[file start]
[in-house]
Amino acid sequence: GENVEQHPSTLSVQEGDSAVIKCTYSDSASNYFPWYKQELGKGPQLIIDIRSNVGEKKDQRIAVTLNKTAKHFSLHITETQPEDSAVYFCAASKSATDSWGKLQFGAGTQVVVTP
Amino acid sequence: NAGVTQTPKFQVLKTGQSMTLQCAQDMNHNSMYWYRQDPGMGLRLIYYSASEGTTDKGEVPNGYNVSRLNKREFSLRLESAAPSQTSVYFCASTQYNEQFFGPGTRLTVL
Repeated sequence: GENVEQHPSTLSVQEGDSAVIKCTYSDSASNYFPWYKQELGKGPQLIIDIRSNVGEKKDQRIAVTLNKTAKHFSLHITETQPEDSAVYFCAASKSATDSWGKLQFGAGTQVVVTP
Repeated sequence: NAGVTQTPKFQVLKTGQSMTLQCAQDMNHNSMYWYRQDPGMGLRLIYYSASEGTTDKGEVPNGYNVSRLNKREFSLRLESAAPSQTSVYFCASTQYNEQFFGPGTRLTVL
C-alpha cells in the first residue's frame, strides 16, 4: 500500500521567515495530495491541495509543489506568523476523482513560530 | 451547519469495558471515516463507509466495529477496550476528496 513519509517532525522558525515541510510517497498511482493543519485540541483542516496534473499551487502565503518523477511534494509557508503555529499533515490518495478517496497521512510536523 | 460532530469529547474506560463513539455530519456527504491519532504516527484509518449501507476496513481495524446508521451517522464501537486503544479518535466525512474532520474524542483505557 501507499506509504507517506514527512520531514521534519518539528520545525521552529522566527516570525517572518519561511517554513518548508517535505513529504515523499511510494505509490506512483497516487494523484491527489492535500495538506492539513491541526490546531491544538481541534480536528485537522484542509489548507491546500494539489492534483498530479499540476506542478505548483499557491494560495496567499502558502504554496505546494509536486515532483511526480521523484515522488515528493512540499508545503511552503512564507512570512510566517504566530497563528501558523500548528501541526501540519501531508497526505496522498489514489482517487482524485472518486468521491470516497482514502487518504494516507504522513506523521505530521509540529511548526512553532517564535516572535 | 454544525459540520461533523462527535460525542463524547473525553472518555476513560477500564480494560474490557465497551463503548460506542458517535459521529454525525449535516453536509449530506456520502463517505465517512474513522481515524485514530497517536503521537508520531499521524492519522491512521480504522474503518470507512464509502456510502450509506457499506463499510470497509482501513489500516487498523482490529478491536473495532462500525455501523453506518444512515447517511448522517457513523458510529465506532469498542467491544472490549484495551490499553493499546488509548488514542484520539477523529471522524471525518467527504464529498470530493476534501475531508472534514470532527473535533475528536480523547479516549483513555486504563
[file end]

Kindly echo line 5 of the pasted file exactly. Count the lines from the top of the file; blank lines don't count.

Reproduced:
Repeated sequence: NAGVTQTPKFQVLKTGQSMTLQCAQDMNHNSMYWYRQDPGMGLRLIYYSASEGTTDKGEVPNGYNVSRLNKREFSLRLESAAPSQTSVYFCASTQYNEQFFGPGTRLTVL